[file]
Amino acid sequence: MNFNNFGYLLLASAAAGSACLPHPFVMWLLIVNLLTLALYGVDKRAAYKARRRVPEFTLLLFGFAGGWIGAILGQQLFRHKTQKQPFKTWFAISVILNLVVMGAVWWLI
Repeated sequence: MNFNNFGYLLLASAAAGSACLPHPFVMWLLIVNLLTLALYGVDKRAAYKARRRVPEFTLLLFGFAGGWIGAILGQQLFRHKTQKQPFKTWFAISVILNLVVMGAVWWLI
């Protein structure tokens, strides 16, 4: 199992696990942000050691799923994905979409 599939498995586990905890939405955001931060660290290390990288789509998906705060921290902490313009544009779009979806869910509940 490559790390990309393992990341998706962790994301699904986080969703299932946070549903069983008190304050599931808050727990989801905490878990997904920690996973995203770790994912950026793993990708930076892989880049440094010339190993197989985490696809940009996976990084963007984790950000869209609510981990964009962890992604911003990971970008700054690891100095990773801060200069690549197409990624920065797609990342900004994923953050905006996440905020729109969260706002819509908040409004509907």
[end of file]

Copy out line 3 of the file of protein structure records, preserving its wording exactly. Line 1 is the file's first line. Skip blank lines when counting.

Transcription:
């Protein structure tokens, strides 16, 4: 199992696990942000050691799923994905979409 599939498995586990905890939405955001931060660290290390990288789509998906705060921290902490313009544009779009979806869910509940 490559790390990309393992990341998706962790994301699904986080969703299932946070549903069983008190304050599931808050727990989801905490878990997904920690996973995203770790994912950026793993990708930076892989880049440094010339190993197989985490696809940009996976990084963007984790950000869209609510981990964009962890992604911003990971970008700054690891100095990773801060200069690549197409990624920065797609990342900004994923953050905006996440905020729109969260706002819509908040409004509907």